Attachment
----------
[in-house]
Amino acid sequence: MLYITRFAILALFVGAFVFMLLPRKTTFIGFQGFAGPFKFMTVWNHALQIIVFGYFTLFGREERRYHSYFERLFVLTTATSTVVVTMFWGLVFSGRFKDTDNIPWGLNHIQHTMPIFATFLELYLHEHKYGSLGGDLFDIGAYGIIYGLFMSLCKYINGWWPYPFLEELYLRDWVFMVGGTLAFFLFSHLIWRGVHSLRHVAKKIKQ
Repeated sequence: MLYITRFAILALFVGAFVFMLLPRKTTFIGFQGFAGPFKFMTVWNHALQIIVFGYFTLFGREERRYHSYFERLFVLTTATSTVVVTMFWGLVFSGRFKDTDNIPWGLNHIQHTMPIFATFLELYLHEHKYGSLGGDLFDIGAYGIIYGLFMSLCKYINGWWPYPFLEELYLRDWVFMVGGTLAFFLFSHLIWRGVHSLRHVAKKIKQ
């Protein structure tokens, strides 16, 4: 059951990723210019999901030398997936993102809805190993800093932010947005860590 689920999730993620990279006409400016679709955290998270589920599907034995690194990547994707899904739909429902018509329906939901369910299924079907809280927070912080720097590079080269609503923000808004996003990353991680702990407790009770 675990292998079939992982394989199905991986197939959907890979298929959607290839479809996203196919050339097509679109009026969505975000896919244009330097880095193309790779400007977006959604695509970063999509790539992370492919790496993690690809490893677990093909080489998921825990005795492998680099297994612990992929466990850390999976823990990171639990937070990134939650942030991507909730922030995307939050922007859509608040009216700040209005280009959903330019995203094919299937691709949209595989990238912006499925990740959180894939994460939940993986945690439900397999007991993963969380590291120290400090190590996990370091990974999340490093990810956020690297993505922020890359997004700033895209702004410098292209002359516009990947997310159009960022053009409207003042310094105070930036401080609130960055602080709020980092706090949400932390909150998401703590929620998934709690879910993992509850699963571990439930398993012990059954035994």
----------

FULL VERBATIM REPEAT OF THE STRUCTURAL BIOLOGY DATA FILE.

[in-house]
Amino acid sequence: MLYITRFAILALFVGAFVFMLLPRKTTFIGFQGFAGPFKFMTVWNHALQIIVFGYFTLFGREERRYHSYFERLFVLTTATSTVVVTMFWGLVFSGRFKDTDNIPWGLNHIQHTMPIFATFLELYLHEHKYGSLGGDLFDIGAYGIIYGLFMSLCKYINGWWPYPFLEELYLRDWVFMVGGTLAFFLFSHLIWRGVHSLRHVAKKIKQ
Repeated sequence: MLYITRFAILALFVGAFVFMLLPRKTTFIGFQGFAGPFKFMTVWNHALQIIVFGYFTLFGREERRYHSYFERLFVLTTATSTVVVTMFWGLVFSGRFKDTDNIPWGLNHIQHTMPIFATFLELYLHEHKYGSLGGDLFDIGAYGIIYGLFMSLCKYINGWWPYPFLEELYLRDWVFMVGGTLAFFLFSHLIWRGVHSLRHVAKKIKQ
């Protein structure tokens, strides 16, 4: 059951990723210019999901030398997936993102809805190993800093932010947005860590 689920999730993620990279006409400016679709955290998270589920599907034995690194990547994707899904739909429902018509329906939901369910299924079907809280927070912080720097590079080269609503923000808004996003990353991680702990407790009770 675990292998079939992982394989199905991986197939959907890979298929959607290839479809996203196919050339097509679109009026969505975000896919244009330097880095193309790779400007977006959604695509970063999509790539992370492919790496993690690809490893677990093909080489998921825990005795492998680099297994612990992929466990850390999976823990990171639990937070990134939650942030991507909730922030995307939050922007859509608040009216700040209005280009959903330019995203094919299937691709949209595989990238912006499925990740959180894939994460939940993986945690439900397999007991993963969380590291120290400090190590996990370091990974999340490093990810956020690297993505922020890359997004700033895209702004410098292209002359516009990947997310159009960022053009409207003042310094105070930036401080609130960055602080709020980092706090949400932390909150998401703590929620998934709690879910993992509850699963571990439930398993012990059954035994």